• The Language of Ineffability: Linguistic Analysis of Mystical Experiences PSYCHOLOGY OF RELIGION AND SPIRITUALITY Yaden, D. B., Eichstaedt, J. C., Schwartz, H., Kern, M. L., Le Nguyen, K. D., Wintering, N. A., Hood, R. W., Newberg, A. B. 2016; 8 (3): 244–52

    View details for DOI 10.1037/rel0000043

    View details for Web of Science ID 000381128900008

  • Gaining insights from social media language: Methodologies and challenges. Psychological methods Kern, M. L., Park, G., Eichstaedt, J. C., Schwartz, H. A., Sap, M., Smith, L. K., Ungar, L. H. 2016; 21 (4): 507–25

    Abstract

    Language data available through social media provide opportunities to study people at an unprecedented scale. However, little guidance is available to psychologists who want to enter this area of research. Drawing on tools and techniques developed in natural language processing, we first introduce psychologists to social media language research, identifying descriptive and predictive analyses that language data allow. Second, we describe how raw language data can be accessed and quantified for inclusion in subsequent analyses, exploring personality as expressed on Facebook to illustrate. Third, we highlight challenges and issues to be considered, including accessing and processing the data, interpreting effects, and ethical issues. Social media has become a valuable part of social life, and there is much we can learn by bringing together the tools of computer science with the theories and insights of psychology. (PsycINFO Database Record

    View details for DOI 10.1037/met0000091

    View details for PubMedID 27505683

  • PREDICTING INDIVIDUAL WELL-BEING THROUGH THE LANGUAGE OF SOCIAL MEDIA. Pacific Symposium on Biocomputing. Pacific Symposium on Biocomputing Schwartz, H. A., Sap, M., Kern, M. L., Eichstaedt, J. C., Kapelner, A., Agrawal, M., Blanco, E., Dziurzynski, L., Park, G., Stillwell, D., Kosinski, M., Seligman, M. E., Ungar, L. H. 2016; 21: 516–27

    Abstract

    We present the task of predicting individual well-being, as measured by a life satisfaction scale, through the language people use on social media. Well-being, which encompasses much more than emotion and mood, is linked with good mental and physical health. The ability to quickly and accurately assess it can supplement multi-million dollar national surveys as well as promote whole body health. Through crowd-sourced ratings of tweets and Facebook status updates, we create message-level predictive models for multiple components of well-being. However, well-being is ultimately attributed to people, so we perform an additional evaluation at the user-level, finding that a multi-level cascaded model, using both message-level predictions and userlevel features, performs best and outperforms popular lexicon-based happiness models. Finally, we suggest that analyses of language go beyond prediction by identifying the language that characterizes well-being.

    View details for PubMedID 26776214

  • Women are Warmer but No Less Assertive than Men: Gender and Language on Facebook. PloS one Park, G., Yaden, D. B., Schwartz, H. A., Kern, M. L., Eichstaedt, J. C., Kosinski, M., Stillwell, D., Ungar, L. H., Seligman, M. E. 2016; 11 (5): e0155885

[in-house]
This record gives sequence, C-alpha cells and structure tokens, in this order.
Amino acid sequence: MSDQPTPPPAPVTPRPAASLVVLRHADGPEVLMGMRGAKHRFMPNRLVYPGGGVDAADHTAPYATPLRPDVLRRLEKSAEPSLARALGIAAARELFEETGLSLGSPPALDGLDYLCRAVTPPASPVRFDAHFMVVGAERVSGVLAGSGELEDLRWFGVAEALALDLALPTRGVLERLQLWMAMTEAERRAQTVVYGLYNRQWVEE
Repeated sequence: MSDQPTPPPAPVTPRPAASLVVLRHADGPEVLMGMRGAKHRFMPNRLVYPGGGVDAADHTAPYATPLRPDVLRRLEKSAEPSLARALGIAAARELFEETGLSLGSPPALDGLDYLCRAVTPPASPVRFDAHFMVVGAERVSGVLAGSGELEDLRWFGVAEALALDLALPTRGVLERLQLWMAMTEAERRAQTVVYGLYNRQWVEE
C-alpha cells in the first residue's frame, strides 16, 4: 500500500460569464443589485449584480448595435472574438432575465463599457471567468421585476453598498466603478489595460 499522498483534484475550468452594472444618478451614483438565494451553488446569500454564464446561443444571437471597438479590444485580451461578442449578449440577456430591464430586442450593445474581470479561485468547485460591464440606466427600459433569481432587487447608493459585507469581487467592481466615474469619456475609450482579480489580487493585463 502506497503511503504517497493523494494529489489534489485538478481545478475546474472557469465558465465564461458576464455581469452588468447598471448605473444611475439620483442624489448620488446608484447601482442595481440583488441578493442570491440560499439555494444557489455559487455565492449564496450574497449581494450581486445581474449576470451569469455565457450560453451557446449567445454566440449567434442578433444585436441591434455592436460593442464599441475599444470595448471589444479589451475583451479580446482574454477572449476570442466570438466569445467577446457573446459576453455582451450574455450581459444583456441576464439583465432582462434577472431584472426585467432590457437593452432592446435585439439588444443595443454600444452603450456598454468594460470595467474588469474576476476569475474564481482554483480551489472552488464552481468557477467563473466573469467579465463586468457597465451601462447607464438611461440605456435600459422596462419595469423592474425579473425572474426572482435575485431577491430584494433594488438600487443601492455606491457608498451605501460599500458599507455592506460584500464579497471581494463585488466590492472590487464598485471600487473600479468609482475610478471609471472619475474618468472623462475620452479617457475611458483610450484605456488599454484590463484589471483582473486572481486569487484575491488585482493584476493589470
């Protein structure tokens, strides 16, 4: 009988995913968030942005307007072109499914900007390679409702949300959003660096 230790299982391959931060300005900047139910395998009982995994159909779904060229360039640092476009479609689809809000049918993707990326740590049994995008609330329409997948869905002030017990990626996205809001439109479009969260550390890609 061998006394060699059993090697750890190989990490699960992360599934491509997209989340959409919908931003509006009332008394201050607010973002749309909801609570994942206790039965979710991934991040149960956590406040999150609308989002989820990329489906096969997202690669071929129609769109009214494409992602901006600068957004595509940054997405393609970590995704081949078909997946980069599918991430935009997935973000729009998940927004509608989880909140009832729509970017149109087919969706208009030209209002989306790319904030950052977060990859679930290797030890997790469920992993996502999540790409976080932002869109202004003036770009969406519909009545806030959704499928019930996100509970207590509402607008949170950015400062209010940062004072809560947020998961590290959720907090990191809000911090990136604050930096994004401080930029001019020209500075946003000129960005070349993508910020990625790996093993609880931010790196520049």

Abstract

    Using a large social media dataset and open-vocabulary methods from computational linguistics, we explored differences in language use across gender, affiliation, and assertiveness. In Study 1, we analyzed topics (groups of semantically similar words) across 10 million messages from over 52,000 Facebook users. Most language differed little across gender. However, topics most associated with self-identified female participants included friends, family, and social life, whereas topics most associated with self-identified male participants included swearing, anger, discussion of objects instead of people, and the use of argumentative language. In Study 2, we plotted male- and female-linked language topics along two interpersonal dimensions prevalent in gender research: affiliation and assertiveness. In a sample of over 15,000 Facebook users, we found substantial gender differences in the use of affiliative language and slight differences in assertive language. Language used more by self-identified females was interpersonally warmer, more compassionate, polite, and-contrary to previous findings-slightly more assertive in their language use, whereas language used more by self-identified males was colder, more hostile, and impersonal. Computational linguistic analysis combined with methods to automatically label topics offer means for testing psychological theories unobtrusively at large scale.

    View details for DOI 10.1371/journal.pone.0155885

    View details for PubMedID 27223607

    View details for PubMedCentralID PMC4881750

  • Living in the Past, Present, and Future: Measuring Temporal Orientation With Language. Journal of personality Park, G., Schwartz, H. A., Sap, M., Kern, M. L., Weingarten, E., Eichstaedt, J. C., Berger, J., Stillwell, D. J., Kosinski, M., Ungar, L. H., Seligman, M. E. 2015

    Abstract